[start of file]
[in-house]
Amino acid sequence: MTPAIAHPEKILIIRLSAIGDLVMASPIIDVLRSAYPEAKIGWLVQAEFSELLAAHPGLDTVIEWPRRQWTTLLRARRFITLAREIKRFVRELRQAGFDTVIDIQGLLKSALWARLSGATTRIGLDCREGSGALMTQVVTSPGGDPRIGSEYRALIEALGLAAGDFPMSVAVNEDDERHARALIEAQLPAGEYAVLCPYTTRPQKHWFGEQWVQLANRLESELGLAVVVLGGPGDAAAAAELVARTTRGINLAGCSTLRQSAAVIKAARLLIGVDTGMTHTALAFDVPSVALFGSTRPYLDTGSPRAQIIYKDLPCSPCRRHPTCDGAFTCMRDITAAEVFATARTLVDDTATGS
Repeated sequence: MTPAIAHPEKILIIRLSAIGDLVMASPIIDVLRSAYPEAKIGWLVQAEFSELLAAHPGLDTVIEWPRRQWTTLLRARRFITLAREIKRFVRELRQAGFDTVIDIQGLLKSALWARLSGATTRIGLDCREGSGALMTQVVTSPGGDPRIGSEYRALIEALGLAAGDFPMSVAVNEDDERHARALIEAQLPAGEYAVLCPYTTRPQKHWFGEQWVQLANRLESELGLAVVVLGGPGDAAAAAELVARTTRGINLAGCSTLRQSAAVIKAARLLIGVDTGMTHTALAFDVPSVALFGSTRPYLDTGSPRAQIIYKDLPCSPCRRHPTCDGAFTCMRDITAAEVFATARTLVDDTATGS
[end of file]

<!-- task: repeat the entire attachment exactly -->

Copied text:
[in-house]
Amino acid sequence: MTPAIAHPEKILIIRLSAIGDLVMASPIIDVLRSAYPEAKIGWLVQAEFSELLAAHPGLDTVIEWPRRQWTTLLRARRFITLAREIKRFVRELRQAGFDTVIDIQGLLKSALWARLSGATTRIGLDCREGSGALMTQVVTSPGGDPRIGSEYRALIEALGLAAGDFPMSVAVNEDDERHARALIEAQLPAGEYAVLCPYTTRPQKHWFGEQWVQLANRLESELGLAVVVLGGPGDAAAAAELVARTTRGINLAGCSTLRQSAAVIKAARLLIGVDTGMTHTALAFDVPSVALFGSTRPYLDTGSPRAQIIYKDLPCSPCRRHPTCDGAFTCMRDITAAEVFATARTLVDDTATGS
Repeated sequence: MTPAIAHPEKILIIRLSAIGDLVMASPIIDVLRSAYPEAKIGWLVQAEFSELLAAHPGLDTVIEWPRRQWTTLLRARRFITLAREIKRFVRELRQAGFDTVIDIQGLLKSALWARLSGATTRIGLDCREGSGALMTQVVTSPGGDPRIGSEYRALIEALGLAAGDFPMSVAVNEDDERHARALIEAQLPAGEYAVLCPYTTRPQKHWFGEQWVQLANRLESELGLAVVVLGGPGDAAAAAELVARTTRGINLAGCSTLRQSAAVIKAARLLIGVDTGMTHTALAFDVPSVALFGSTRPYLDTGSPRAQIIYKDLPCSPCRRHPTCDGAFTCMRDITAAEVFATARTLVDDTATGS